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USA Today Supports First Amendment For Videogames

Posted On: 11/2/2010

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Amusement and Music Operators Association, amicus curae, California Assembly Bill 1179, AB 1197, chwarzenegger vs. Entertainment Merchants Association & Entertainment Software Association, video game violence, violent video games, violent video game ban, Leland Yee, First Amendment rights, arcade video game, coin-op video game

MACLEAN, VA -- USA Today, one of America's top three national newspapers, has endorsed First Amendment protection for videogames in a case being heard Nov. 2 before the U.S. Supreme Court.

The pro-free speech message -- headlined "Zap California's videogame law" -- was the lead editorial in the paper's Friday, Oct. 29 edition. Read the full story.

The newspaper joins the Amusement and Music Operators Association in opposing the controversial legislation proposed by California's AB 1179. If upheld by the high court, the bill would make it a criminal offense to sell or rent so-called "violent" videogames to consumers under 18.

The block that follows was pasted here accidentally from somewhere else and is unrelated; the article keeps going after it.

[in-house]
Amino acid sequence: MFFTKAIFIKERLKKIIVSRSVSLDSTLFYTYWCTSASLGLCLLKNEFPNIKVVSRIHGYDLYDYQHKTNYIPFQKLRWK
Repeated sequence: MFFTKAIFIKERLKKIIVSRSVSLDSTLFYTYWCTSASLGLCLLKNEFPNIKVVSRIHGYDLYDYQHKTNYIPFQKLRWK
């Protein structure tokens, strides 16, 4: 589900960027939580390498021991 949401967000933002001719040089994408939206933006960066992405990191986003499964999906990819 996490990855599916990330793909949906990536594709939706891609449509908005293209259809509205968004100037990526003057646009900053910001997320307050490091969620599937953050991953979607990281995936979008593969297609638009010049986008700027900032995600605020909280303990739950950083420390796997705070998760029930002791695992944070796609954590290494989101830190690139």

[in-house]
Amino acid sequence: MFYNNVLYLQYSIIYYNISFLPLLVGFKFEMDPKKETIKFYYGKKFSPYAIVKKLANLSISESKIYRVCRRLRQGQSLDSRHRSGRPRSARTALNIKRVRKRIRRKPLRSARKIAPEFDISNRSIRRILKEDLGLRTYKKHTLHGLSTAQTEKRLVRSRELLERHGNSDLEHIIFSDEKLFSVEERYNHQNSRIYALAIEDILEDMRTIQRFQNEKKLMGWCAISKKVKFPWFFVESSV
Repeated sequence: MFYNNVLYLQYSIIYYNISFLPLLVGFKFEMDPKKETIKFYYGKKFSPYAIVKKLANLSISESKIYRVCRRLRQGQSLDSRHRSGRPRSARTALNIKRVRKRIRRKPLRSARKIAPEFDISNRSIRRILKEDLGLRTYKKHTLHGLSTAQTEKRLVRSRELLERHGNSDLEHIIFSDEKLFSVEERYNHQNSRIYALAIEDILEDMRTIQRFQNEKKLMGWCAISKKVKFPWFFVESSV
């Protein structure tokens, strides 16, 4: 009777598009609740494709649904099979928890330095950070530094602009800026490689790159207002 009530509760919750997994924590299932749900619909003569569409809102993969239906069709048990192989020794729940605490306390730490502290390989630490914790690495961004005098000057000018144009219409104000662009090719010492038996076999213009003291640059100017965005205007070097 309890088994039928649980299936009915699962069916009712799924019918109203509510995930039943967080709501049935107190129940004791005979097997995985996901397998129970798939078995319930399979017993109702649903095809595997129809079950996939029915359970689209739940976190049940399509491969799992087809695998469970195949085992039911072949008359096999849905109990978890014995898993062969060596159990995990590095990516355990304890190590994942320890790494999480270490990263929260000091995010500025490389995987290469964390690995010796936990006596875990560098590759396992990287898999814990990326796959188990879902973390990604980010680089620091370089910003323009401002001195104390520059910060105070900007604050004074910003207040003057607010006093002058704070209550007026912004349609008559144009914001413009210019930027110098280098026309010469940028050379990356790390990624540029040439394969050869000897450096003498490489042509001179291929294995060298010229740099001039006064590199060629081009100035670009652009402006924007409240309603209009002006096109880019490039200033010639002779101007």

California's federal district court and the Ninth Circuit Appeals Court both found AB 1179 to be unconstitutional on First Amendment grounds.

USA Today's editorial board conceded, "You can't blame parents for wanting to shield their children from ... [explicit] games." Nevertheless, the newspaper went on to state: "But the legal question ... is whether government ... has a role in deciding which games ought to be banned. We think not."

USA Today said scientific evidence is "slim to nonexistent" that playing videogames is harmful to children. The paper also said parents, not government, should supervise children's media habits.

However, the editorial's strongest emphasis was on preserving Constitutional rights to free expression without any government censorship or supervision.

Besides AMOA, opposition to California's proposed law includes the attorneys general from 10 U.S. states and territories, 180 organizations that support free speech, and computer and media industries, among many interests. [see story]

The case at issue is Schwarzenegger vs. Entertainment Merchants Association & Entertainment Software Association.